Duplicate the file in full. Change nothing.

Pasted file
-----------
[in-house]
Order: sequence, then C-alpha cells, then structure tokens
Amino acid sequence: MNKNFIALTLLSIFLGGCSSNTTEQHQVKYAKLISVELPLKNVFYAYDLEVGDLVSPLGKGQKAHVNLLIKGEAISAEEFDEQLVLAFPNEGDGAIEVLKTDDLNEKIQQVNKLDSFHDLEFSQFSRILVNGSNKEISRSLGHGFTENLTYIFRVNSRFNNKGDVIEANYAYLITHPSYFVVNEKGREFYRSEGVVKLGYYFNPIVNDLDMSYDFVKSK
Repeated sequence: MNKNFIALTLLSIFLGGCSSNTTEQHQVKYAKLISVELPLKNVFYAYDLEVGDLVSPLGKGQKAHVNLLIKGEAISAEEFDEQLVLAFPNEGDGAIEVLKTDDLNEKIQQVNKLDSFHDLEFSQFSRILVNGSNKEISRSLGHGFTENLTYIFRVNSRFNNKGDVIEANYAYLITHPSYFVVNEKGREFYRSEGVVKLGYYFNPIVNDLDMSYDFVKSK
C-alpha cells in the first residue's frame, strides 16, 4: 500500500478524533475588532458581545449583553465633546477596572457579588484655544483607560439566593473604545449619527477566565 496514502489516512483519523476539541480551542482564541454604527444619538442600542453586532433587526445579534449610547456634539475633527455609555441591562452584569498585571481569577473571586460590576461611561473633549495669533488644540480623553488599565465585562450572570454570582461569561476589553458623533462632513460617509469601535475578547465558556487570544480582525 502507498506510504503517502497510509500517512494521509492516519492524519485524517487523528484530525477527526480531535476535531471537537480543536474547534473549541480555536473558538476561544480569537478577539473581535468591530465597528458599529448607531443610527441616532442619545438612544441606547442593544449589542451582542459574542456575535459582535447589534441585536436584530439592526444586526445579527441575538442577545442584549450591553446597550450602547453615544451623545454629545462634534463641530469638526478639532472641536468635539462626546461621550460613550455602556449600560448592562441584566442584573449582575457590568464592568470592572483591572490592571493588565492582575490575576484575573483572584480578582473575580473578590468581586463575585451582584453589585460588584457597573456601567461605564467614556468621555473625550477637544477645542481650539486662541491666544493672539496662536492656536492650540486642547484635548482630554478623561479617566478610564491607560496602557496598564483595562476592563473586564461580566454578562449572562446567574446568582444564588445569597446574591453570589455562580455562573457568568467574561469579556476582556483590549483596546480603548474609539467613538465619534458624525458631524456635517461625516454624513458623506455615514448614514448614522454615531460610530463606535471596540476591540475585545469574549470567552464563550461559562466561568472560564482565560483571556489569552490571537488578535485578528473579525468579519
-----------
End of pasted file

[in-house]
Order: sequence, then C-alpha cells, then structure tokens
Amino acid sequence: MNKNFIALTLLSIFLGGCSSNTTEQHQVKYAKLISVELPLKNVFYAYDLEVGDLVSPLGKGQKAHVNLLIKGEAISAEEFDEQLVLAFPNEGDGAIEVLKTDDLNEKIQQVNKLDSFHDLEFSQFSRILVNGSNKEISRSLGHGFTENLTYIFRVNSRFNNKGDVIEANYAYLITHPSYFVVNEKGREFYRSEGVVKLGYYFNPIVNDLDMSYDFVKSK
Repeated sequence: MNKNFIALTLLSIFLGGCSSNTTEQHQVKYAKLISVELPLKNVFYAYDLEVGDLVSPLGKGQKAHVNLLIKGEAISAEEFDEQLVLAFPNEGDGAIEVLKTDDLNEKIQQVNKLDSFHDLEFSQFSRILVNGSNKEISRSLGHGFTENLTYIFRVNSRFNNKGDVIEANYAYLITHPSYFVVNEKGREFYRSEGVVKLGYYFNPIVNDLDMSYDFVKSK
C-alpha cells in the first residue's frame, strides 16, 4: 500500500478524533475588532458581545449583553465633546477596572457579588484655544483607560439566593473604545449619527477566565 496514502489516512483519523476539541480551542482564541454604527444619538442600542453586532433587526445579534449610547456634539475633527455609555441591562452584569498585571481569577473571586460590576461611561473633549495669533488644540480623553488599565465585562450572570454570582461569561476589553458623533462632513460617509469601535475578547465558556487570544480582525 502507498506510504503517502497510509500517512494521509492516519492524519485524517487523528484530525477527526480531535476535531471537537480543536474547534473549541480555536473558538476561544480569537478577539473581535468591530465597528458599529448607531443610527441616532442619545438612544441606547442593544449589542451582542459574542456575535459582535447589534441585536436584530439592526444586526445579527441575538442577545442584549450591553446597550450602547453615544451623545454629545462634534463641530469638526478639532472641536468635539462626546461621550460613550455602556449600560448592562441584566442584573449582575457590568464592568470592572483591572490592571493588565492582575490575576484575573483572584480578582473575580473578590468581586463575585451582584453589585460588584457597573456601567461605564467614556468621555473625550477637544477645542481650539486662541491666544493672539496662536492656536492650540486642547484635548482630554478623561479617566478610564491607560496602557496598564483595562476592563473586564461580566454578562449572562446567574446568582444564588445569597446574591453570589455562580455562573457568568467574561469579556476582556483590549483596546480603548474609539467613538465619534458624525458631524456635517461625516454624513458623506455615514448614514448614522454615531460610530463606535471596540476591540475585545469574549470567552464563550461559562466561568472560564482565560483571556489569552490571537488578535485578528473579525468579519